by Bison, Apr 04 2017
How to Care for Butcher Block
Butcher block brings the best of all worlds to your kitchen countertops, islands and tables. Butcher block is durable and affordable, and it has a warm, natural feel. But it does require more maintenance than granite, marble and other hard surfaces, which have minimal porosity and don’t expand or contract. Here are a few tips for caring for butcher block.
Keeping Butcher Block Clean
After each use, remove all food and other debris and scrub the butcher block with mild soap. You don’t want to use unhealthy chemicals, so use undiluted vinegar as a disinfectant.
Staining is bound to happen at some point. If you let food or spills sit on butcher block for any period of time, wood will absorb stains quickly.
Try scraping off the stain first. If that doesn’t work, sprinkle salt over the stain and rub in some lemon. Let it sit overnight and clean it off the next day. You can also try cleaning with baking soda. These methods can also remove odors from your butcher block.
When all else fails, most stains can be sanded out. Sanding with 220-grit sandpaper can also remove knife marks and leave your butcher block looking like new.
Keeping Your Butcher Block Moist
Wood expands as it moistens and contracts as it dries. If you let butcher block dry out, it can crack. The goal is saturate the entire piece of wood, not just the surface.
Basic mineral oil from any grocery store or pharmacy will do the trick. You can also add beeswax, which acts as a conditioner and fills in minor crevices and knife marks. To moisturize, apply mineral oil with a clean dry cloth, let it soak for a half hour, repeat with a second coat, then remove excess oil with a separate cloth.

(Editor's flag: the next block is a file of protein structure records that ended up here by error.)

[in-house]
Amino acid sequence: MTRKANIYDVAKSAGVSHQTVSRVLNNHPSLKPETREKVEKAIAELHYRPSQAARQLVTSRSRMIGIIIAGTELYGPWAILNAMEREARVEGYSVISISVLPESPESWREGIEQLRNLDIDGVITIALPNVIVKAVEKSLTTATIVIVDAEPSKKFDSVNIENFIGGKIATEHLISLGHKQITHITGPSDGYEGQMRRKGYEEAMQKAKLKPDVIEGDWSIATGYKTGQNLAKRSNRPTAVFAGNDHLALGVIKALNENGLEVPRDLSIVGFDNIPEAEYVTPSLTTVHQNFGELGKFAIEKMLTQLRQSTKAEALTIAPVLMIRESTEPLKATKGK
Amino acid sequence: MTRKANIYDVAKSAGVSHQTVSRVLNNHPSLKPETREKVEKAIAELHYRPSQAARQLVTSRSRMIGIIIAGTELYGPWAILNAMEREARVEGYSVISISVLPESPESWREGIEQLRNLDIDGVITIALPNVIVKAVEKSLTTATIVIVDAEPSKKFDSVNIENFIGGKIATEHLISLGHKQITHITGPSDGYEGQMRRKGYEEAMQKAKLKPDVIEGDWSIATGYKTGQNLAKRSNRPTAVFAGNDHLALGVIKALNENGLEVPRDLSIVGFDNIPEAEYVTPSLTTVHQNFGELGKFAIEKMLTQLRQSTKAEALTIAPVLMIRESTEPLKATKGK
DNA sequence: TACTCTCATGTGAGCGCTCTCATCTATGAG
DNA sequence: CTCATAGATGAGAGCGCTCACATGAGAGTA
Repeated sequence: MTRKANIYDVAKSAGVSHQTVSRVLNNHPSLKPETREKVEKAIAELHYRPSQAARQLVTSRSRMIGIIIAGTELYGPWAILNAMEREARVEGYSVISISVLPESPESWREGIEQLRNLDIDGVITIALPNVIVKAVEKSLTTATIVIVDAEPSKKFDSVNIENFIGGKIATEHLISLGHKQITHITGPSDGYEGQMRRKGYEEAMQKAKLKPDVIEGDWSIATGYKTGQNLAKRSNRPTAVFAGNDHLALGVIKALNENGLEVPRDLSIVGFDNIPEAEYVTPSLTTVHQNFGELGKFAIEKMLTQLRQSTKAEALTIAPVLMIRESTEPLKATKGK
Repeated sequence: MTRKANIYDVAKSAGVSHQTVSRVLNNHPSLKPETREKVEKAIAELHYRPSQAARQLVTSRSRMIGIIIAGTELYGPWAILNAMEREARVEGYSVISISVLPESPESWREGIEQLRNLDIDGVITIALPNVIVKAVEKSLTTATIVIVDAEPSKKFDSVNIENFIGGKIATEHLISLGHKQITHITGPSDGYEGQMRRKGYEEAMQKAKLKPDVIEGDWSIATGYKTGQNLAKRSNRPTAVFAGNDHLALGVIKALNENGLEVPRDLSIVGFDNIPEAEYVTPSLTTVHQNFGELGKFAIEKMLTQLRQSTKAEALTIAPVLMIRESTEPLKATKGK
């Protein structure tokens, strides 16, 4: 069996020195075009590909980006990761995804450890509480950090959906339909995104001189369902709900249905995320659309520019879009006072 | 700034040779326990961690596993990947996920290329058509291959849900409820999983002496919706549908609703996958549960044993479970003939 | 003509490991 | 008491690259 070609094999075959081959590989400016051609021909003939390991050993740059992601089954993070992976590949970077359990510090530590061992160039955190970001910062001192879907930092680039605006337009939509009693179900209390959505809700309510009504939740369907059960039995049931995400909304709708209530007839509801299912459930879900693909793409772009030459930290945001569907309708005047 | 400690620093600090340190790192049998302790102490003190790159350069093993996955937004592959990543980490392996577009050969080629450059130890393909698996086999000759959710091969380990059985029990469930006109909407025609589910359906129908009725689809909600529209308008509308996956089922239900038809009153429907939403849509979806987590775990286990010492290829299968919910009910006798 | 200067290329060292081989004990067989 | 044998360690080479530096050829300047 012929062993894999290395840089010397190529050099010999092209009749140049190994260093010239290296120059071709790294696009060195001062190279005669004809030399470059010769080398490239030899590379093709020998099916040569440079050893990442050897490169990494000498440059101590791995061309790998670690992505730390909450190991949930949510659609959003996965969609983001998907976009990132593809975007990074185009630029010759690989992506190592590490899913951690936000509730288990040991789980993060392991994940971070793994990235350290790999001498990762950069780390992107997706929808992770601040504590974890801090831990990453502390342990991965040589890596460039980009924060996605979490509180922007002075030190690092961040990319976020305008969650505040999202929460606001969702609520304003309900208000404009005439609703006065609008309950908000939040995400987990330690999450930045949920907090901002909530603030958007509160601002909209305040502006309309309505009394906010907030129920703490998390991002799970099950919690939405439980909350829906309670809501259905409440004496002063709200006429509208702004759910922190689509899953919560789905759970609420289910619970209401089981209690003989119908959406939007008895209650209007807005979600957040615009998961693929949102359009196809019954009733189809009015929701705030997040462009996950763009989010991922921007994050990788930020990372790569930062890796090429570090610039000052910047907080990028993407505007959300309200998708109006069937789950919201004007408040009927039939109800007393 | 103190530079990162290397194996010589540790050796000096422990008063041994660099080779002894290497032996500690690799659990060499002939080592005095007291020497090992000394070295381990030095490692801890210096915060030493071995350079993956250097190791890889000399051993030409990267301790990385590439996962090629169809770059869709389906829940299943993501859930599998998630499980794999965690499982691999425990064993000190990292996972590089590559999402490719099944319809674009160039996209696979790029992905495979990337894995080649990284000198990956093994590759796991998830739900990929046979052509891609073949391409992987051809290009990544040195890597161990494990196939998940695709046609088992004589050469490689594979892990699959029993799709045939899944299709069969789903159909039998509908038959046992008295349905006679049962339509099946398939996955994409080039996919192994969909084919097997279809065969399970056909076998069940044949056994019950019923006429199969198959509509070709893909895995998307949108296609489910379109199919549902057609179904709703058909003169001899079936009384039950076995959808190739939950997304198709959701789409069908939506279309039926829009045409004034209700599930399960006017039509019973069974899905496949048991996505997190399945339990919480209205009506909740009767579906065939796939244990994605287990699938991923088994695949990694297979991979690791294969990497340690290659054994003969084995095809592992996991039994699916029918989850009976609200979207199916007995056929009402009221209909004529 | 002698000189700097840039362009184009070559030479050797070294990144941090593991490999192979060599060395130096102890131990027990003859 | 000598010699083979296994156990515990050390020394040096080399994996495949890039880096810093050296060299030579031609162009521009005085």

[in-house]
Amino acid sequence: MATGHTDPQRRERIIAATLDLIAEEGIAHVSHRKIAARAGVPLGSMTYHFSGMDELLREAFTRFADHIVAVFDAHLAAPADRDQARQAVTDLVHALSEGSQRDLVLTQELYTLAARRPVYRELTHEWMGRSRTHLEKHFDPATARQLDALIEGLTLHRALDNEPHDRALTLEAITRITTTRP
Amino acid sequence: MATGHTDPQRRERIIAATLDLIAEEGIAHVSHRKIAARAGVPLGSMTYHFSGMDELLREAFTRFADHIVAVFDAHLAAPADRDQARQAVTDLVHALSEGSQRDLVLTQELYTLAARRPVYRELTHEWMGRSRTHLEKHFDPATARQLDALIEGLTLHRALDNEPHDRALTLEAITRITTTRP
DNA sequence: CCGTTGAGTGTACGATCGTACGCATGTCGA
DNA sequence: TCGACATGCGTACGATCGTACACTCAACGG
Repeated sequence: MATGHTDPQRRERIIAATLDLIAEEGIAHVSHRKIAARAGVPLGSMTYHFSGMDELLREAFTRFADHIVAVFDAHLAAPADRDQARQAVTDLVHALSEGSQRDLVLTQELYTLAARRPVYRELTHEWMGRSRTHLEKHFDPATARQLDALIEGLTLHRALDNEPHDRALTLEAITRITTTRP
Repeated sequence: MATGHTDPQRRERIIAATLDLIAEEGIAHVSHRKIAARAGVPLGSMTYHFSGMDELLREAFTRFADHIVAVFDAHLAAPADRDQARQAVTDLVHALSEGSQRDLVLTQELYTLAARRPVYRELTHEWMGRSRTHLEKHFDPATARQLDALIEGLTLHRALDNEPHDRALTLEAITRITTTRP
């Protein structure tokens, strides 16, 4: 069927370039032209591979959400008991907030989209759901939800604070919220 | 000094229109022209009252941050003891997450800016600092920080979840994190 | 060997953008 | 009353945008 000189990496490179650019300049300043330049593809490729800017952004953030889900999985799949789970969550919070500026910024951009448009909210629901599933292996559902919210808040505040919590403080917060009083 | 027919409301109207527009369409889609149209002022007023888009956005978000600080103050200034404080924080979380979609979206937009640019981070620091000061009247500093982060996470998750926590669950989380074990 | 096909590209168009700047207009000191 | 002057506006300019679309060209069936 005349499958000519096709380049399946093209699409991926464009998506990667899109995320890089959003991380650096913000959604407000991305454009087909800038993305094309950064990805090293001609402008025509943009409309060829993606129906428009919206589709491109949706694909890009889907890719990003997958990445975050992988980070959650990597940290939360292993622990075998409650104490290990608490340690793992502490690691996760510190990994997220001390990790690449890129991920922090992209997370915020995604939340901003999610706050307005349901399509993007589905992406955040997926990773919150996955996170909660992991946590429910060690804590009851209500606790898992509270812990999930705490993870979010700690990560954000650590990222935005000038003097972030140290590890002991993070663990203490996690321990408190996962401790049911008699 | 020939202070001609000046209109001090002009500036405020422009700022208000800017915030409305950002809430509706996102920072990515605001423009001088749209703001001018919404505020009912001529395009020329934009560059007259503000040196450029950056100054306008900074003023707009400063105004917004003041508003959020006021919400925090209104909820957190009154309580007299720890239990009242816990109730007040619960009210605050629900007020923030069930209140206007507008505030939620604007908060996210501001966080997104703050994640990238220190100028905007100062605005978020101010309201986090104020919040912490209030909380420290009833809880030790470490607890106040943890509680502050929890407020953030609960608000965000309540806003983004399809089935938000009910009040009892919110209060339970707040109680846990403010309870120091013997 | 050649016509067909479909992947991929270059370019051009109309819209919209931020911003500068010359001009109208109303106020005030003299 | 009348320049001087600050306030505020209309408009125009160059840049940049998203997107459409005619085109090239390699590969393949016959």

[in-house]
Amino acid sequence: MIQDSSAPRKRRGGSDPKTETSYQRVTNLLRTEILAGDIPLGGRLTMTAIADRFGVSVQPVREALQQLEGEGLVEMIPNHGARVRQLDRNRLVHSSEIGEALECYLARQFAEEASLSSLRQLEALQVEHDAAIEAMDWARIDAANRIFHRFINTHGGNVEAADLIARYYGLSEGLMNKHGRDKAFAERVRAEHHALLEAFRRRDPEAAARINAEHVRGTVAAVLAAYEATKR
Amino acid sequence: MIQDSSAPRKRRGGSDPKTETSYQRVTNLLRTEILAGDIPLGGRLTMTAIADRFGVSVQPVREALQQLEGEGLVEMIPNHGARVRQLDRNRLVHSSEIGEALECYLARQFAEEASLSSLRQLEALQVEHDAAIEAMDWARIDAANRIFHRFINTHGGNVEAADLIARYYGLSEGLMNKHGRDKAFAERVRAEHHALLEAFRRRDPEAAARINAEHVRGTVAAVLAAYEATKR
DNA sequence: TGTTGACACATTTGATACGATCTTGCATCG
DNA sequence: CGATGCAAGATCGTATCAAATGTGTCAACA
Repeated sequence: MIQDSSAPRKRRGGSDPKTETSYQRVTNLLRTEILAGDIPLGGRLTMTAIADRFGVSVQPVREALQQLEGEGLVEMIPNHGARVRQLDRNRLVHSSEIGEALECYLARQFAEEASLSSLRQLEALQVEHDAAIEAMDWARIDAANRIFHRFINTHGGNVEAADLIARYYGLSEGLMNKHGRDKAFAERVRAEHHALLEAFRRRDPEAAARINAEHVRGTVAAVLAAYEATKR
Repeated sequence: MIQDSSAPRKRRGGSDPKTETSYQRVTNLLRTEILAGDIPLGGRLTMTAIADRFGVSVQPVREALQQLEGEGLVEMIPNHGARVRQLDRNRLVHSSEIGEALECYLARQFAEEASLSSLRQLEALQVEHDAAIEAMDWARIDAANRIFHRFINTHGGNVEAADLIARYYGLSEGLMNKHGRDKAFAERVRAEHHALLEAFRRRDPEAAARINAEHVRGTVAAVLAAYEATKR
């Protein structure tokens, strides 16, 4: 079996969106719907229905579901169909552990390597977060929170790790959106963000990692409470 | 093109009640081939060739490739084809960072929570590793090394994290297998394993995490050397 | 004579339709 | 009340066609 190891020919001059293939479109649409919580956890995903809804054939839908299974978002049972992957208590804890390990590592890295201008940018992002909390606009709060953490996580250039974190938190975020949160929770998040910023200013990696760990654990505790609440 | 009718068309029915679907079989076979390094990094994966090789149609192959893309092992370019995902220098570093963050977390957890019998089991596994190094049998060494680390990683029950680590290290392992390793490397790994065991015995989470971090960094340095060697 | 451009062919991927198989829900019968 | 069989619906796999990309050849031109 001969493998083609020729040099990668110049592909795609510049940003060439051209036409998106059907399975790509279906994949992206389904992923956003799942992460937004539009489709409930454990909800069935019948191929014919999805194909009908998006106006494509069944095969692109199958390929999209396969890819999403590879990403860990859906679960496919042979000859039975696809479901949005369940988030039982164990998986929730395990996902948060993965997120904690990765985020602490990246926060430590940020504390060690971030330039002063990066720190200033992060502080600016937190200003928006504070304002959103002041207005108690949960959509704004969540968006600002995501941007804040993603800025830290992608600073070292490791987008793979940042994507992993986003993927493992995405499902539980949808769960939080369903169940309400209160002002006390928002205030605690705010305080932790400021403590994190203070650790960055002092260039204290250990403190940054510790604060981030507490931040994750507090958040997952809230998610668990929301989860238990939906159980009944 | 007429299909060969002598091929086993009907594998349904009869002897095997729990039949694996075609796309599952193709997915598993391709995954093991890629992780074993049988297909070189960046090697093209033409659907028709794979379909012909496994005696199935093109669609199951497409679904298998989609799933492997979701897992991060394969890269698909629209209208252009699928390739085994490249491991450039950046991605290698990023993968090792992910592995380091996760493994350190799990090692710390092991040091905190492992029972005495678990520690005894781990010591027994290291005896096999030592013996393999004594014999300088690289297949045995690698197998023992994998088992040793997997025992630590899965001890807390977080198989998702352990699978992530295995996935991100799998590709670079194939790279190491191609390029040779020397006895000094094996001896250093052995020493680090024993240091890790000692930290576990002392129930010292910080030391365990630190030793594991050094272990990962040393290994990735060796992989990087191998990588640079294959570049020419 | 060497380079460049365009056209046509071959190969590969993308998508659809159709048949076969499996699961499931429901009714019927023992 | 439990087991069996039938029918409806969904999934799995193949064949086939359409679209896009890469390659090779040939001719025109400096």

During the first six months, butcher block should be moisturized once per week. Beyond that, it depends on how you use your butcher block and how often. For example, if you use it for cutting every day, moisturize once per week. If it’s mainly for show, once every couple weeks should be enough.
Just keep an eye on it. During winter when the air is dry, moisture will be drawn out of butcher block more quickly than during more humid summer months. When it starts to look dry, hit it with the mineral oil and adjust your moisturizing schedule accordingly.
How you plan to use butcher block will also help to determine if you should get an end-grain, edge-grain or face-grain butcher block. We’ll discuss the differences between the three in the next blog post.